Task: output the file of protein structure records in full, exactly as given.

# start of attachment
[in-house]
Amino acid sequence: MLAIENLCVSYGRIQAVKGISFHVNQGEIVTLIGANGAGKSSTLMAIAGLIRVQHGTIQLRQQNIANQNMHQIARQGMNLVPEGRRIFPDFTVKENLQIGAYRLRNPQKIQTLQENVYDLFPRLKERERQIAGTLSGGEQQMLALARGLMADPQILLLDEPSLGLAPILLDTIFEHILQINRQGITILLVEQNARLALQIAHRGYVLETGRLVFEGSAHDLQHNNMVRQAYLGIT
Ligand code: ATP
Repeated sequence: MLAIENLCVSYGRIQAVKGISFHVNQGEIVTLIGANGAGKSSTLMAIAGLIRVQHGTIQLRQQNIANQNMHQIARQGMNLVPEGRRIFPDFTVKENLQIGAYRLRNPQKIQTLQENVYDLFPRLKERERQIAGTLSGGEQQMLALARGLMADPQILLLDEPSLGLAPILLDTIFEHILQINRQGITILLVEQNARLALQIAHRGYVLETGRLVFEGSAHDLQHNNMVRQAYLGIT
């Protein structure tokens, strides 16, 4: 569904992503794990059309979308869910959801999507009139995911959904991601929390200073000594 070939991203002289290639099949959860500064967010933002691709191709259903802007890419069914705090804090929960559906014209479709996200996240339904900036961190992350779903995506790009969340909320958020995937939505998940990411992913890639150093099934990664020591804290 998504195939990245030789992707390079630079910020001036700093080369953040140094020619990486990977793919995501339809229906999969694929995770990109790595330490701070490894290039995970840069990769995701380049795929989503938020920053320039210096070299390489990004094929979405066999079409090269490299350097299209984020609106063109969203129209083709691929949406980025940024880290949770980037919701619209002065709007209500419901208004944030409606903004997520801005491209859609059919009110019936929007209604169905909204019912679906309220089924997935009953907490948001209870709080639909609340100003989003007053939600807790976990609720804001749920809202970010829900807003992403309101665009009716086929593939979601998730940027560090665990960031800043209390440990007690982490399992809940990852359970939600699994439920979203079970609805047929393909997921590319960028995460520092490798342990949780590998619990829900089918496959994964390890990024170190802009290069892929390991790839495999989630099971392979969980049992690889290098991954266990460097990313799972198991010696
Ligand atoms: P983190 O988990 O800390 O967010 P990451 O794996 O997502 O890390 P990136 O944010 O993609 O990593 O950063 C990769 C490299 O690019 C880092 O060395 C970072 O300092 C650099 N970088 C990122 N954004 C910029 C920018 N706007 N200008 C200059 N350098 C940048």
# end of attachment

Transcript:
[in-house]
Amino acid sequence: MLAIENLCVSYGRIQAVKGISFHVNQGEIVTLIGANGAGKSSTLMAIAGLIRVQHGTIQLRQQNIANQNMHQIARQGMNLVPEGRRIFPDFTVKENLQIGAYRLRNPQKIQTLQENVYDLFPRLKERERQIAGTLSGGEQQMLALARGLMADPQILLLDEPSLGLAPILLDTIFEHILQINRQGITILLVEQNARLALQIAHRGYVLETGRLVFEGSAHDLQHNNMVRQAYLGIT
Ligand code: ATP
Repeated sequence: MLAIENLCVSYGRIQAVKGISFHVNQGEIVTLIGANGAGKSSTLMAIAGLIRVQHGTIQLRQQNIANQNMHQIARQGMNLVPEGRRIFPDFTVKENLQIGAYRLRNPQKIQTLQENVYDLFPRLKERERQIAGTLSGGEQQMLALARGLMADPQILLLDEPSLGLAPILLDTIFEHILQINRQGITILLVEQNARLALQIAHRGYVLETGRLVFEGSAHDLQHNNMVRQAYLGIT
């Protein structure tokens, strides 16, 4: 569904992503794990059309979308869910959801999507009139995911959904991601929390200073000594 070939991203002289290639099949959860500064967010933002691709191709259903802007890419069914705090804090929960559906014209479709996200996240339904900036961190992350779903995506790009969340909320958020995937939505998940990411992913890639150093099934990664020591804290 998504195939990245030789992707390079630079910020001036700093080369953040140094020619990486990977793919995501339809229906999969694929995770990109790595330490701070490894290039995970840069990769995701380049795929989503938020920053320039210096070299390489990004094929979405066999079409090269490299350097299209984020609106063109969203129209083709691929949406980025940024880290949770980037919701619209002065709007209500419901208004944030409606903004997520801005491209859609059919009110019936929007209604169905909204019912679906309220089924997935009953907490948001209870709080639909609340100003989003007053939600807790976990609720804001749920809202970010829900807003992403309101665009009716086929593939979601998730940027560090665990960031800043209390440990007690982490399992809940990852359970939600699994439920979203079970609805047929393909997921590319960028995460520092490798342990949780590998619990829900089918496959994964390890990024170190802009290069892929390991790839495999989630099971392979969980049992690889290098991954266990460097990313799972198991010696
Ligand atoms: P983190 O988990 O800390 O967010 P990451 O794996 O997502 O890390 P990136 O944010 O993609 O990593 O950063 C990769 C490299 O690019 C880092 O060395 C970072 O300092 C650099 N970088 C990122 N954004 C910029 C920018 N706007 N200008 C200059 N350098 C940048």